My mentors are both personal and professional: one of my first culinary mentors was my friend’s father when I was young, who made the eggs and potatoes dish I mentioned earlier. And from age 18 on, my mentor was a friend’s mother. She was from a classic Italian family and I spent many years enjoying dinners in their home. She became my second mom and had the most incredible style of Italian American cooking. She really instilled in me the art of cooking, entertaining, serving and what a dinner should be. She is no longer with us but remains strong in my heart.
Professionally, right out of culinary school, my mentor became Jean-Georges Vongerichten. I worked at his restaurant, Vong, in Manhattan right out of school and fell in love with Thai food. That’s where I developed many of my signature desserts.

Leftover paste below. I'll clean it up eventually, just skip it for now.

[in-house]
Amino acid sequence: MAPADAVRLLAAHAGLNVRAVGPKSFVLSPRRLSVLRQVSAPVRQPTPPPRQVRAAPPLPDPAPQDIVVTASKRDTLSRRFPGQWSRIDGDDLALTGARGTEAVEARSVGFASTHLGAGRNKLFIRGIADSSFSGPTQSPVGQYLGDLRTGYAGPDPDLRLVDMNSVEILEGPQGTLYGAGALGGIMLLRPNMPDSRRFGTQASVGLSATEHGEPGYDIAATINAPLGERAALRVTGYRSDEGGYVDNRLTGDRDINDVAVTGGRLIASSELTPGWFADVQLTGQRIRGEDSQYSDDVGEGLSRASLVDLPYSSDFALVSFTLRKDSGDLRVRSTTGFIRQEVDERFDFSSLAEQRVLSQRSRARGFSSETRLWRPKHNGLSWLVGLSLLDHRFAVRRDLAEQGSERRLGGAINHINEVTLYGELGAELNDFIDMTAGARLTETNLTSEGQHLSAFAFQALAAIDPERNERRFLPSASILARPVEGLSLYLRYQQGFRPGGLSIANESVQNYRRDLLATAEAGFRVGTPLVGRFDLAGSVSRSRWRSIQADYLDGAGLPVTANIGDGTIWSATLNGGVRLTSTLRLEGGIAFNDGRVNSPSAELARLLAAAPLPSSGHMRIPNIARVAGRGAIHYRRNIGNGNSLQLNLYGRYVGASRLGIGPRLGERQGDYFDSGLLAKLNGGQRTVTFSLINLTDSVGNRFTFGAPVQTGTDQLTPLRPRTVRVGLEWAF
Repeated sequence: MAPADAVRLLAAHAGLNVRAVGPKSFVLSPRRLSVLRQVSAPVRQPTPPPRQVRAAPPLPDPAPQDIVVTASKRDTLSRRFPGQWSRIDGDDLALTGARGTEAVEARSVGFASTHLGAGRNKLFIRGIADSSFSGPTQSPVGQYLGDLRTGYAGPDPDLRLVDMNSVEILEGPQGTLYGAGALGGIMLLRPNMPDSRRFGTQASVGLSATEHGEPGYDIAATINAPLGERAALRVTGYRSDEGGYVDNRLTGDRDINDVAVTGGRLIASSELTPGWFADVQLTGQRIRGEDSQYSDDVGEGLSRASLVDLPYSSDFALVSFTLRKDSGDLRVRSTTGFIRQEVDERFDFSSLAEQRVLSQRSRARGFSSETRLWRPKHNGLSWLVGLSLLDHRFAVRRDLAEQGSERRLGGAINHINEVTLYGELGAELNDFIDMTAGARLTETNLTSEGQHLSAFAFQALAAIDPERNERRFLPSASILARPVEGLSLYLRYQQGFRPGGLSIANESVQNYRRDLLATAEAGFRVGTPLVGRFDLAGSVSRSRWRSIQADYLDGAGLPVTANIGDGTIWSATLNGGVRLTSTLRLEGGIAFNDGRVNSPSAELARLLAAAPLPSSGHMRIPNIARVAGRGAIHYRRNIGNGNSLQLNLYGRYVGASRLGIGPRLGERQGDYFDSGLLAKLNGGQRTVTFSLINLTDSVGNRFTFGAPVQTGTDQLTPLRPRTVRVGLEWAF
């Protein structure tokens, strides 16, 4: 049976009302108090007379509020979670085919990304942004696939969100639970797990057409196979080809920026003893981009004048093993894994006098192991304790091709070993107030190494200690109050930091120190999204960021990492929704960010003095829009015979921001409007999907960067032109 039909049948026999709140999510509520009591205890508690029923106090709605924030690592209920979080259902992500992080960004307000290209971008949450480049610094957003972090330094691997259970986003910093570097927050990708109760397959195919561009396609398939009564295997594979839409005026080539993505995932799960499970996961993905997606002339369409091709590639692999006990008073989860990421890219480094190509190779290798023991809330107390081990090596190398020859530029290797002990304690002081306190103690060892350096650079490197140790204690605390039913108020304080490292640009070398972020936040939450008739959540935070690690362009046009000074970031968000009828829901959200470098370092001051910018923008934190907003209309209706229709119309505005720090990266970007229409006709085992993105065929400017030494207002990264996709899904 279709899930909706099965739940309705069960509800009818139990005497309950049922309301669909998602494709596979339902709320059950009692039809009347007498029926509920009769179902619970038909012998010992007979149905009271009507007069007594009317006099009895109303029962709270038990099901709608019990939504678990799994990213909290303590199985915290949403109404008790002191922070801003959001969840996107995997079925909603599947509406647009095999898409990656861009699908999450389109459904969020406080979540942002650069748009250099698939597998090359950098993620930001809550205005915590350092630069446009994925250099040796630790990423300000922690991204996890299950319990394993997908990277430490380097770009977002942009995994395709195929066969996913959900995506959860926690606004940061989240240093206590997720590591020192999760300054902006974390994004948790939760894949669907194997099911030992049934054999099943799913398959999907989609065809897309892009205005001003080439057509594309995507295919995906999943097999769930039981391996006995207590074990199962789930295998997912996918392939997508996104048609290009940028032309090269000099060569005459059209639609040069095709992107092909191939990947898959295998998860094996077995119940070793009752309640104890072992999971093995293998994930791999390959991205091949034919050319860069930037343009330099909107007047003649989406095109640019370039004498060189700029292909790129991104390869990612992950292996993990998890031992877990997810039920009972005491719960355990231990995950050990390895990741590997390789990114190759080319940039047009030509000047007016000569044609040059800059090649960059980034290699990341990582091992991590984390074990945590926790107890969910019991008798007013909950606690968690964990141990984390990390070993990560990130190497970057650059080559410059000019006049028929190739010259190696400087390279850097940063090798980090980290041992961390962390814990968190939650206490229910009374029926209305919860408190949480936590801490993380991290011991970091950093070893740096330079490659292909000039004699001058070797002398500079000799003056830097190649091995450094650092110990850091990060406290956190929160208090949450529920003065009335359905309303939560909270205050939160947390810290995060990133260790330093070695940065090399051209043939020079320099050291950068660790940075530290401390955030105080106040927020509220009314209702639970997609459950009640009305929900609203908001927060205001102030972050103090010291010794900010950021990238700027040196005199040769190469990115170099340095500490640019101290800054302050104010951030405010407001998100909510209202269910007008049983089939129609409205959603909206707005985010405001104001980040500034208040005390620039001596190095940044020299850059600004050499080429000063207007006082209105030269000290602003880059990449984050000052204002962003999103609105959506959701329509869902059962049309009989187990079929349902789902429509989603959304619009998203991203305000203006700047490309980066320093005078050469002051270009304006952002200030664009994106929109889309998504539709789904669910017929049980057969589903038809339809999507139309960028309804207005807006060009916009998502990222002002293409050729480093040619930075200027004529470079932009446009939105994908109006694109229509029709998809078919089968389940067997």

David Burke is also a significant mentor of mine. When I left the Odeon, around 2004, I was all set to take a six-month vacation until I received a call from the chef, who said there was an opportunity for me to work on a project in Manhattan called the Hawaiian Tropic Zone, for which David Burke would be the consulting chef. I met him at the tasting and our relationship grew from there. He became my greatest mentor and a great friend.
After the Hawaiian Tropic Zone project, he brought me into his group and I worked at many of his restaurants, from Townhouse to being part of the opening team of Fishtail and eventually the stars aligned for me to be the pastry chef of his restaurant Fromagerie, in Monmouth County.
What led to your specialty being pastries and desserts?